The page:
decided: October 9, 1970.
Appeal from judgment of sentence of Court of Common Pleas of Erie County, No. 413 of 1966, in case of Commonwealth v. Vernon C. Marsh.
James D. McDonald, Jr., with him Quinn, Plate, Gent, Buseck & Leemhuis, for appellant.
Robert B. McCullough, Assistant District Attorney, with him William E. Pfadt, District Attorney, for Commonwealth, appellee.
Bell, C. J., Jones, Cohen, Eagen, O'Brien, Roberts and Pomeroy, JJ. Opinion by Mr. Justice Eagen. Concurring and Dissenting Opinion by Mr. Justice Roberts. Concurring and Dissenting Opinion by Mr. Justice Pomeroy. Mr. Chief Justice Bell joins in this concurring and dissenting opinion.
[ 440 Pa. Page 592]
On November 15, 1966, the appellant, Vernon C. Marsh, in the presence of self-retained counsel, entered a general plea of guilty to an indictment charging him with the murder of Bruno C. Roehrl. After a hearing before a three-judge court, he was adjudged guilty of murder in the first degree, and sentenced to imprisonment for life. No appeal from the judgment was then filed.
In November 1967, March instituted proceedings seeking post-conviction relief. After an evidentiary hearing, the court concluded that Marsh had been denied his constitutional right to the assistance of counsel in the filing and prosecution of an appeal as mandated by Douglas v. California, 372 U.S. 353, 83 S. Ct. 814 (1963), and granted him permission to file motions for a new trial and in arrest of judgment as if timely filed. Such motions were then filed, and subsequently dismissed. This appeal followed.
The basic contention is that the plea of guilty should be invalidated because it was primarily induced or motivated by the existence of incriminating evidence obtained by the police through means which violated Marsh's constitutional rights. This evidence consisted of an oral and a written statement given by Marsh to the police, allegedly under coercive circumstances and in the absence of the complete warnings required by Miranda v. Arizona, 384 U.S. 436, 86 S. Ct. 1602 (1966), as well as a gun and bullets allegedly seized in an unlawful search.
Whether or not a guilty plea should be invalidated on this ground was the central question for decision in the recent cases of McMann v. Richardson, 397 U.S. 759, 90 S. Ct. 1441 (1970), and Parker v. North Carolina, 397 U.S. 790, 90 S. Ct. 1458 (1970), wherein the defendants sought relief in the federal courts from convictions
[ 440 Pa. Page 593]
resulting from guilty pleas entered in state courts. The United States Supreme Court there held that a defendant must demonstrate all of the following to successfully collaterally attack a plea of guilty on such grounds: (1) an involuntary pretrial confession (or presumably any other constitutionally infirm incriminating evidence); (2) that the guilty plea was primarily motivated by such evidence; and, (3) that defendant was incompetently advised by counsel to plead guilty, in the circumstances, rather than stand trial. In fact, the Court ruled that a defendant is not even entitled to a hearing in the federal courts on the mere allegation that his otherwise valid guilty plea was primarily motivated by an involuntary pretrial confession. And this is so even in those instances where there is an absence of proof other than the evidence of questionable evidentiary use.
As the Court pointed out, conviction after a plea of guilty is based not on the evidence in the hands of the prosecution, which may include a pretrial confession, but rather upon the defendant's own admission in open court that he committed the crime. The key question is whether the defendant had the opportunity to make a reasonable choice. The existence of an involuntary confession does not, in itself, demonstrate that the defendant did not make a reasonable choice, and thus it cannot establish, in itself, that the plea was not intelligently and knowingly entered.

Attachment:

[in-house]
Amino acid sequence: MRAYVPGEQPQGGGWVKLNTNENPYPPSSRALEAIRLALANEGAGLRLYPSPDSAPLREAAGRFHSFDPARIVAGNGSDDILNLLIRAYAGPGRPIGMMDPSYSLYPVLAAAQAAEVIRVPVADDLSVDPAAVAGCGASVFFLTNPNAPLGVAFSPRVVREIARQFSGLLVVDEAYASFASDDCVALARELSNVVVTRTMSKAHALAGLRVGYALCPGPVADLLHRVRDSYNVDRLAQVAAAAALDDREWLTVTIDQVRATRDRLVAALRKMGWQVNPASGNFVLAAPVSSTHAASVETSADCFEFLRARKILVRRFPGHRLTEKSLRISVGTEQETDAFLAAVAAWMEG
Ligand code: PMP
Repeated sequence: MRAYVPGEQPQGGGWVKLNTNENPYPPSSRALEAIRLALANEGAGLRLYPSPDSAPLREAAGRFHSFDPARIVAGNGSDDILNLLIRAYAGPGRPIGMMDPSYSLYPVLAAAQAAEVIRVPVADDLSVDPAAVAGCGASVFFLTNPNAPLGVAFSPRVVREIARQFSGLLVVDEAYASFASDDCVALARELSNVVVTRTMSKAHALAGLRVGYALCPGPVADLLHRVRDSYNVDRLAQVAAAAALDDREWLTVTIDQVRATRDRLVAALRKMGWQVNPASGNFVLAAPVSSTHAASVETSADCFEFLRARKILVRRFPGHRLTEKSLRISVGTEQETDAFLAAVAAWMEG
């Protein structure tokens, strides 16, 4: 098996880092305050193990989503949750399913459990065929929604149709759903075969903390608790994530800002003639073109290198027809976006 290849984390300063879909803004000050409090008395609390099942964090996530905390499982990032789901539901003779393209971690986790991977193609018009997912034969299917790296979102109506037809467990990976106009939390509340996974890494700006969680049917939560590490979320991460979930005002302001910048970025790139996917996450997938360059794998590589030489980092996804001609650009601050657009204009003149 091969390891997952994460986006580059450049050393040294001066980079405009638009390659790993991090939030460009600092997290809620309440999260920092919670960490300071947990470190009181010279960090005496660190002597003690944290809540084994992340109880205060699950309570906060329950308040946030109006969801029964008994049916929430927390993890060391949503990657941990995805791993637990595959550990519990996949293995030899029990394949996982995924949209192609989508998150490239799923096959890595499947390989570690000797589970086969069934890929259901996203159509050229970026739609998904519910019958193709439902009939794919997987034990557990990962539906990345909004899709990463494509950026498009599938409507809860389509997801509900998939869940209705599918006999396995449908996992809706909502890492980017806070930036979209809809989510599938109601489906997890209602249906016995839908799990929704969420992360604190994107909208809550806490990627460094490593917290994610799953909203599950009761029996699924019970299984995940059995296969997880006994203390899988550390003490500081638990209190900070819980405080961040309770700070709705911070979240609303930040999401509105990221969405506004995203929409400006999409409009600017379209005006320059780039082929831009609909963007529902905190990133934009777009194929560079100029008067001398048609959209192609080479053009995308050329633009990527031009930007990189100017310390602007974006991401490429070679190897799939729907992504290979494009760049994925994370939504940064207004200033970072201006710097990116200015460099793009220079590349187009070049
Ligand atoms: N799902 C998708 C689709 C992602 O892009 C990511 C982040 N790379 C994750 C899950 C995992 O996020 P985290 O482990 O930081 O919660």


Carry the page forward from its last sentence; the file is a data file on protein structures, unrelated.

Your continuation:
In speaking of what constitutes incompetent advice by counsel, the Court in McMann, supra, stated that the showing of a mere miscalculation of otherwise competent counsel in assessing the admissibility of evidence by means which may not have conformed with constitutionally-required standards is not sufficient to establish that the plea was not intelligently and knowingly entered. There must be a showing of gross error on the part of counsel. As long as the advice rendered was
[ 440 Pa. Page 594]
within the ambit of that which could reasonably be given by counsel in a criminal case in the circumstances, there is no showing of "incompetent" counsel.
We recognize that we could fix more exacting standards than those enunciated in McMann, supra, and Parker, supra, for our courts to follow in determining the validity of conviction resulting from guilty pleas, and some of our previous decisions may have been so interpreted, but we intend to adhere to the rulings in McMann, supra, and Parker, supra.
With the foregoing in mind, we now turn to the instant case.
Marsh contends that there was incriminating evidence in the hands of the prosecution secured by the police under circumstances not meeting constitutional standards; that the court erroneously refused a motion to suppress this evidence; and that its existence was the primary motivation for his guilty plea. He does not maintain nor does the record demonstrate that his counsel's advice to plead guilty was incompetent. Hence his attack on the validity of the plea must fail, and the lower court correctly rejected this challenge.
Nevertheless, in pleading guilty generally to a murder indictment, a defendant does not thereby waive his right to object to the admission of improper evidence which will bear on the degree of guilt and the punishment to be imposed. Commonwealth v. Garrett, 425 Pa. 594, 229 A.2d 922 (1967), and Commonwealth ex rel. Sanders v. Maroney, 417 Pa. 380, 207 A.2d 789 (1965). Since a general plea to murder is sufficient, in itself, to sustain only a conviction of murder in the second degree and the adjudication of guilt in this case was of a higher degree, the question of the admissibility of the evidence at issue must be resolved.
In this connection, the record discloses the following: On February 10, 1965, Bruno C. Roehrl was shot and killed in Harborcreek Township, Erie County. On
[ 440 Pa. Page 595]